Yes, I know. Not on Twitter?! Are you serious? Unfortunately, not everyone shares my love of the social medium.

These days, I scroll through Twitter much more often than the mass of RSS feeds in my Google Reader. Twitter has become my primary source for news and information.

But there’s a solution to this conundrum: Create your own Twitter stream of non-tweeters using their RSS feeds.

Here’s how:

1. First, set up a new Twitter account to serve as the delivery stream for your feeds. (I created an account with the brilliantly creative moniker @grovesfeeds.)

Twitterfeed2. Sign up for a feed-delivery service such as Twitterfeed, which feeds RSS streams into your Twitter account. A variety of services offer this functionality; I use Twitterfeed because it’s free, easy to use, and allows you to add prefixes and suffixes to posts. Twitterfeed also lets you time your posts so you don’t get a flood of tweets crowding your Twitter stream.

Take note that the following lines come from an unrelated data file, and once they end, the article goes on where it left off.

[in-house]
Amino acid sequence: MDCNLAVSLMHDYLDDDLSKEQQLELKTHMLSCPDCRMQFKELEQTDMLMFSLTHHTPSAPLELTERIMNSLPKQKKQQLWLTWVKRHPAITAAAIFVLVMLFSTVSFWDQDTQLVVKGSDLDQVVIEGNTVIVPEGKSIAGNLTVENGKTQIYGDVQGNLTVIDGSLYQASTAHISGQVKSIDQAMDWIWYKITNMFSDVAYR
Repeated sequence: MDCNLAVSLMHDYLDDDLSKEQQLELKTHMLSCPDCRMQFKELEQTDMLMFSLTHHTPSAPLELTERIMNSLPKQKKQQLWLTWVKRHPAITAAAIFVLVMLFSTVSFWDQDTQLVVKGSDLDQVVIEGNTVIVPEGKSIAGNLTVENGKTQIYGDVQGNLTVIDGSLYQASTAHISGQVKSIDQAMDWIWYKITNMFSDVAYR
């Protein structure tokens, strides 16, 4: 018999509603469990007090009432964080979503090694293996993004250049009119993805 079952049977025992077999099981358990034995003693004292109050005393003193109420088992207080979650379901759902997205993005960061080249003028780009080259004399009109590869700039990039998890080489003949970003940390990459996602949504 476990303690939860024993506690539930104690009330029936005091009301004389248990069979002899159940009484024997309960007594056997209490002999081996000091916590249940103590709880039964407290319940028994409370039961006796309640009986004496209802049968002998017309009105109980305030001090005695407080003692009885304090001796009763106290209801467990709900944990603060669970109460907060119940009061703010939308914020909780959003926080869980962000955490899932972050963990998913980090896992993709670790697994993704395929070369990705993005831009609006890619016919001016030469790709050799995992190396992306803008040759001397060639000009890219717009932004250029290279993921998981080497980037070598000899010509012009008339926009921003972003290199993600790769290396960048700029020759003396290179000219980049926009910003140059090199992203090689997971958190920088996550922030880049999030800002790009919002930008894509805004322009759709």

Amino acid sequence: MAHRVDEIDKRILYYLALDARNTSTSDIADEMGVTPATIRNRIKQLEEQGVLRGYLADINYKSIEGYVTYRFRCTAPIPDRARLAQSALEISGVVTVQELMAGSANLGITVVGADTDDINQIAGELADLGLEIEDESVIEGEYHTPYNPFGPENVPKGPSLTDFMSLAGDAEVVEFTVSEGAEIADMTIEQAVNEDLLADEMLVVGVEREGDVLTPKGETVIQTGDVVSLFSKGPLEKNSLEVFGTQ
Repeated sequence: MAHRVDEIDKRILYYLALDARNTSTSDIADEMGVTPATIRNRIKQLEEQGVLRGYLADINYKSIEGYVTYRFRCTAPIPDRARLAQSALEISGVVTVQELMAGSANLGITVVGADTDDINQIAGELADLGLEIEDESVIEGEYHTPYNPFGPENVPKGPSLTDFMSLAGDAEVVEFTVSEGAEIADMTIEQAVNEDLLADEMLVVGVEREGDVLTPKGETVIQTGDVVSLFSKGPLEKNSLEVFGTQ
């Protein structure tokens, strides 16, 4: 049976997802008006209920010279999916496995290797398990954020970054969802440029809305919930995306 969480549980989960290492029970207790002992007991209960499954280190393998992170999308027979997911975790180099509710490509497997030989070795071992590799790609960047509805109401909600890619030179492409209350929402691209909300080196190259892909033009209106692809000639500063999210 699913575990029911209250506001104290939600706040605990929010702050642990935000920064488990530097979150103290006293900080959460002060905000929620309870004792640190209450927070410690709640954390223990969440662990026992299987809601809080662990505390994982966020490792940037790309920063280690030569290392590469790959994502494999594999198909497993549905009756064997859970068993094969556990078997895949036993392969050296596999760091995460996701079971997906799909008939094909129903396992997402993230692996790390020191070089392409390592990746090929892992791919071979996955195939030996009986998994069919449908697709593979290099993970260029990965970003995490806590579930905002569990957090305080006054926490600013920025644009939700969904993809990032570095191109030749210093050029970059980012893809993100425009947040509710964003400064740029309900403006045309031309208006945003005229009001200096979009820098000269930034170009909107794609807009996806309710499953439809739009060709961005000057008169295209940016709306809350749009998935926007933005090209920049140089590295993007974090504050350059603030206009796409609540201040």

3. Link your feeder account to your new Twitter account so it can automatically post new links.

4. When you find a Twitterless blog, search for the site’s RSS feed. When you click on the link, it will take you to a feed page. Copy this link from the address bar.

The RSS link on Poynter's Mobile Media site

 

5. Paste the URL of the feed into your Twitterfeed account. You can access features such as update frequency and post prefixes by clicking on the arrow by “Advanced Settings.”

6. Once you’ve entered the feed, proceed to the “Publishing Services” step, and choose Twitter.

7. Check your Twitter account to make sure the feed is appearing in the stream.